• Nursing Home Coverage: Medicaid can cover the cost of long-term care in a nursing home, which can cost a fortune in out-of-pocket expenses, often between $7,000 – $10,000 every month.
  • Income Protection: Income-producing assets placed in the trust can provide a source of income to the trust beneficiaries, usually the children or other family members of the person (known as the “grantor”) who established the trust.
  • Retain Some Control Over Assets: While the assets are placed in the trust, the individual can still retain some level of control over them, depending on the terms of the trust. They may continue to receive income from the trust or make decisions about how the assets are invested or distributed to beneficiaries.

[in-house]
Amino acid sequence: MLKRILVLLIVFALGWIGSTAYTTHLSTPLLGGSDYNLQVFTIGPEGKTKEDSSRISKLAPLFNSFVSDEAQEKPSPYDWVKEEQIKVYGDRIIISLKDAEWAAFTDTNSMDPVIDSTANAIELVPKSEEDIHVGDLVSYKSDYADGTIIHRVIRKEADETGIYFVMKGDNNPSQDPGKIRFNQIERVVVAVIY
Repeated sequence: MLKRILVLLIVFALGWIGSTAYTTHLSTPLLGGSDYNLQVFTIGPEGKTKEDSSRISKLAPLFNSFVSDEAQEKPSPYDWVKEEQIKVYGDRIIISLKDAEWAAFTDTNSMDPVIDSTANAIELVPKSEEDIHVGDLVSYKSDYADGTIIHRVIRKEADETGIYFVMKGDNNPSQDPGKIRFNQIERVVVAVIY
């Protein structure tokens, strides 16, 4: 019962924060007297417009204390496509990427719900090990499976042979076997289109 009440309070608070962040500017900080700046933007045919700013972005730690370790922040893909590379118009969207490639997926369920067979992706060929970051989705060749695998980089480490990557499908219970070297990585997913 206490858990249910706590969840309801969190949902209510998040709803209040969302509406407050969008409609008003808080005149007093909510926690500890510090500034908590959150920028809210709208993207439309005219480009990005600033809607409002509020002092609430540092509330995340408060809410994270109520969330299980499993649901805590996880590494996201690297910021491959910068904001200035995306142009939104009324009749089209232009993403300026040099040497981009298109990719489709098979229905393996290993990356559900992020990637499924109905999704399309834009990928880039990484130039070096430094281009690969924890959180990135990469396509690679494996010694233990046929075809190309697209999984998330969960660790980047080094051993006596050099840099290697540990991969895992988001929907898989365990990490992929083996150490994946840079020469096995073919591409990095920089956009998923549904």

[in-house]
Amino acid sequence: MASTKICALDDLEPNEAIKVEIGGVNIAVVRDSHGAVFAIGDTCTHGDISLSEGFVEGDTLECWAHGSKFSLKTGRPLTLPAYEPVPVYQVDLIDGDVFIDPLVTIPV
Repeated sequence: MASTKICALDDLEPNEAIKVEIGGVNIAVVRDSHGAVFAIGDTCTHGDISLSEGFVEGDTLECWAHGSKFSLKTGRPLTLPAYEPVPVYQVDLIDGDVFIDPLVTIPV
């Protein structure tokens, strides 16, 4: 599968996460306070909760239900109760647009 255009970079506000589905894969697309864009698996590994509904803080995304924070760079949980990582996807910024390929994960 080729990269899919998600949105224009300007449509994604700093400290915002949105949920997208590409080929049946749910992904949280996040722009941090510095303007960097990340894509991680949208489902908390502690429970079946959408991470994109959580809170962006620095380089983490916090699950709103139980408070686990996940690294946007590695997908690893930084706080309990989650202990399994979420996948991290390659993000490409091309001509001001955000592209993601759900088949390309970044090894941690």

• Preserving Inheritance For Beneficiaries: Medicaid planning trusts allow individuals to preserve a portion of their assets to pass on to their heirs or beneficiaries after their death. This can be particularly important for individuals who want to leave security to their loved ones without using up all of their assets on long-term care costs.
  • Flexibility in Planning: Medicaid planning trusts can be designed to satisfy the individual’s specific goals and circumstances. Different types of trusts, such as offer varying levels of flexibility over the assets, allowing individuals to make sure the document is drafted to satisfy all of their goals.

Cons of a Medicaid Asset Protection Trust

Medicaid Spending Trusts can also have some disadvantages, which is why it is important to be aware of before deciding to set up one. Some cons of a Medicaid Asset Protection Trust include: